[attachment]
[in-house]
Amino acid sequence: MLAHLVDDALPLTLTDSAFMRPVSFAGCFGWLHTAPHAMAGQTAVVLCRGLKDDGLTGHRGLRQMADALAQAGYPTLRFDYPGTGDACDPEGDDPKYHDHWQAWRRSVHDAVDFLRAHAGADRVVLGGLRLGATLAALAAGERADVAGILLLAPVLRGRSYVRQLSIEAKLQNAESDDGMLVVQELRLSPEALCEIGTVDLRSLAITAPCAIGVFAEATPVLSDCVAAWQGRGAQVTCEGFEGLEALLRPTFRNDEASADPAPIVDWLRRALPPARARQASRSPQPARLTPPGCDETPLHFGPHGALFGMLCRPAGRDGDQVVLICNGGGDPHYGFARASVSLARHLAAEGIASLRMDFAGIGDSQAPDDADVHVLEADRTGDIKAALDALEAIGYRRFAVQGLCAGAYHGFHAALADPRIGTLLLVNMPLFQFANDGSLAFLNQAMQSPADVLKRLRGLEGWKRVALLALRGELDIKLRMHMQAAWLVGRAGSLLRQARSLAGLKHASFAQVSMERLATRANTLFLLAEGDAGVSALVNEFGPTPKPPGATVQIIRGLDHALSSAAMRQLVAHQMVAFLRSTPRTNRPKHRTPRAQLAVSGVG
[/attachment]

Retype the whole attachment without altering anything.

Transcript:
[in-house]
Amino acid sequence: MLAHLVDDALPLTLTDSAFMRPVSFAGCFGWLHTAPHAMAGQTAVVLCRGLKDDGLTGHRGLRQMADALAQAGYPTLRFDYPGTGDACDPEGDDPKYHDHWQAWRRSVHDAVDFLRAHAGADRVVLGGLRLGATLAALAAGERADVAGILLLAPVLRGRSYVRQLSIEAKLQNAESDDGMLVVQELRLSPEALCEIGTVDLRSLAITAPCAIGVFAEATPVLSDCVAAWQGRGAQVTCEGFEGLEALLRPTFRNDEASADPAPIVDWLRRALPPARARQASRSPQPARLTPPGCDETPLHFGPHGALFGMLCRPAGRDGDQVVLICNGGGDPHYGFARASVSLARHLAAEGIASLRMDFAGIGDSQAPDDADVHVLEADRTGDIKAALDALEAIGYRRFAVQGLCAGAYHGFHAALADPRIGTLLLVNMPLFQFANDGSLAFLNQAMQSPADVLKRLRGLEGWKRVALLALRGELDIKLRMHMQAAWLVGRAGSLLRQARSLAGLKHASFAQVSMERLATRANTLFLLAEGDAGVSALVNEFGPTPKPPGATVQIIRGLDHALSSAAMRQLVAHQMVAFLRSTPRTNRPKHRTPRAQLAVSGVG